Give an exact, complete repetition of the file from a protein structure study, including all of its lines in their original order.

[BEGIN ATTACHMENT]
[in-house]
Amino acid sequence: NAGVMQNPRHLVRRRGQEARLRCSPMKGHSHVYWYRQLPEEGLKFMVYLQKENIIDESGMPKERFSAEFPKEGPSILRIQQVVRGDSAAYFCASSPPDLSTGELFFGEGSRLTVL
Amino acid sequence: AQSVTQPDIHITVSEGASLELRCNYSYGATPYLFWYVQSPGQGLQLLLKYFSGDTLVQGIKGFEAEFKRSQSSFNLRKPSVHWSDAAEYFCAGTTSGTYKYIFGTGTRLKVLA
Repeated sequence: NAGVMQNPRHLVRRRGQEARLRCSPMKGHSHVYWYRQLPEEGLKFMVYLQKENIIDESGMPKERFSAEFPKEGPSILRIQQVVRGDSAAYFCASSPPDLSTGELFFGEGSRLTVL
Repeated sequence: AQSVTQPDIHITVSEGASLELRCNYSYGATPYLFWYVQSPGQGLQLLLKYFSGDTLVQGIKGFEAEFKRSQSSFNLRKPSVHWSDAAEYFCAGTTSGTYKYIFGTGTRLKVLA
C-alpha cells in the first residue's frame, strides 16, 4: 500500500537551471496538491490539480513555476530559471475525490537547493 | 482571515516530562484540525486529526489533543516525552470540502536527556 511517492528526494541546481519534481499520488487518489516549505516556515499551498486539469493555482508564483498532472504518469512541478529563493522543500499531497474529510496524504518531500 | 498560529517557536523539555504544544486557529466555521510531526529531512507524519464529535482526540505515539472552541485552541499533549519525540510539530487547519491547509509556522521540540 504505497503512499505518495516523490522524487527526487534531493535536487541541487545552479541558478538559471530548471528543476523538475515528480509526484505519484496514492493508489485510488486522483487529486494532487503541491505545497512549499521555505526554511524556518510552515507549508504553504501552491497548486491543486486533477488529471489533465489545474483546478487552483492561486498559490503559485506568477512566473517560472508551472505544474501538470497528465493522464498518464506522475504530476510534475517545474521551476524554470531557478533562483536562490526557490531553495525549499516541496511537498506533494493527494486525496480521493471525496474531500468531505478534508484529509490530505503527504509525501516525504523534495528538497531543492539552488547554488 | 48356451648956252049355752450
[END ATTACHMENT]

[in-house]
Amino acid sequence: NAGVMQNPRHLVRRRGQEARLRCSPMKGHSHVYWYRQLPEEGLKFMVYLQKENIIDESGMPKERFSAEFPKEGPSILRIQQVVRGDSAAYFCASSPPDLSTGELFFGEGSRLTVL
Amino acid sequence: AQSVTQPDIHITVSEGASLELRCNYSYGATPYLFWYVQSPGQGLQLLLKYFSGDTLVQGIKGFEAEFKRSQSSFNLRKPSVHWSDAAEYFCAGTTSGTYKYIFGTGTRLKVLA
Repeated sequence: NAGVMQNPRHLVRRRGQEARLRCSPMKGHSHVYWYRQLPEEGLKFMVYLQKENIIDESGMPKERFSAEFPKEGPSILRIQQVVRGDSAAYFCASSPPDLSTGELFFGEGSRLTVL
Repeated sequence: AQSVTQPDIHITVSEGASLELRCNYSYGATPYLFWYVQSPGQGLQLLLKYFSGDTLVQGIKGFEAEFKRSQSSFNLRKPSVHWSDAAEYFCAGTTSGTYKYIFGTGTRLKVLA
C-alpha cells in the first residue's frame, strides 16, 4: 500500500537551471496538491490539480513555476530559471475525490537547493 | 482571515516530562484540525486529526489533543516525552470540502536527556 511517492528526494541546481519534481499520488487518489516549505516556515499551498486539469493555482508564483498532472504518469512541478529563493522543500499531497474529510496524504518531500 | 498560529517557536523539555504544544486557529466555521510531526529531512507524519464529535482526540505515539472552541485552541499533549519525540510539530487547519491547509509556522521540540 504505497503512499505518495516523490522524487527526487534531493535536487541541487545552479541558478538559471530548471528543476523538475515528480509526484505519484496514492493508489485510488486522483487529486494532487503541491505545497512549499521555505526554511524556518510552515507549508504553504501552491497548486491543486486533477488529471489533465489545474483546478487552483492561486498559490503559485506568477512566473517560472508551472505544474501538470497528465493522464498518464506522475504530476510534475517545474521551476524554470531557478533562483536562490526557490531553495525549499516541496511537498506533494493527494486525496480521493471525496474531500468531505478534508484529509490530505503527504509525501516525504523534495528538497531543492539552488547554488 | 48356451648956252049355752450